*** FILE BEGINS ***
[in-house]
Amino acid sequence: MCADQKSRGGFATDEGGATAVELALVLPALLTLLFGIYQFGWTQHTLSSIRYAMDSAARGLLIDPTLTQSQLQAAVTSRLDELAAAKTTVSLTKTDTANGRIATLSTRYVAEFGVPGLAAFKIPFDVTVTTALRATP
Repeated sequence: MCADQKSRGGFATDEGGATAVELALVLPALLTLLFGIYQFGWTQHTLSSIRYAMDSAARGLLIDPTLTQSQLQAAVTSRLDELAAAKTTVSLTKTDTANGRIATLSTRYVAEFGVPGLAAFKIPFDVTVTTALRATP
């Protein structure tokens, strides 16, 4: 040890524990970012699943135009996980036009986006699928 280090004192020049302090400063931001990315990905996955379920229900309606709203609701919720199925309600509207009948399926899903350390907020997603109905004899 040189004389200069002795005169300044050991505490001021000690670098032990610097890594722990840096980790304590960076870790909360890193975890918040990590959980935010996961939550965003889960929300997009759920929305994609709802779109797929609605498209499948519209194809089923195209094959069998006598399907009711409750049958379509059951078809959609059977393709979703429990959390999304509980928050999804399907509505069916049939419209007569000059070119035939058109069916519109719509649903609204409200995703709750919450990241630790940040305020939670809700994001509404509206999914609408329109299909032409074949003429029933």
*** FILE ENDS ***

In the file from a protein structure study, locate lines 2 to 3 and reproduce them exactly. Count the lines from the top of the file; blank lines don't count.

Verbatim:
Amino acid sequence: MCADQKSRGGFATDEGGATAVELALVLPALLTLLFGIYQFGWTQHTLSSIRYAMDSAARGLLIDPTLTQSQLQAAVTSRLDELAAAKTTVSLTKTDTANGRIATLSTRYVAEFGVPGLAAFKIPFDVTVTTALRATP
Repeated sequence: MCADQKSRGGFATDEGGATAVELALVLPALLTLLFGIYQFGWTQHTLSSIRYAMDSAARGLLIDPTLTQSQLQAAVTSRLDELAAAKTTVSLTKTDTANGRIATLSTRYVAEFGVPGLAAFKIPFDVTVTTALRATP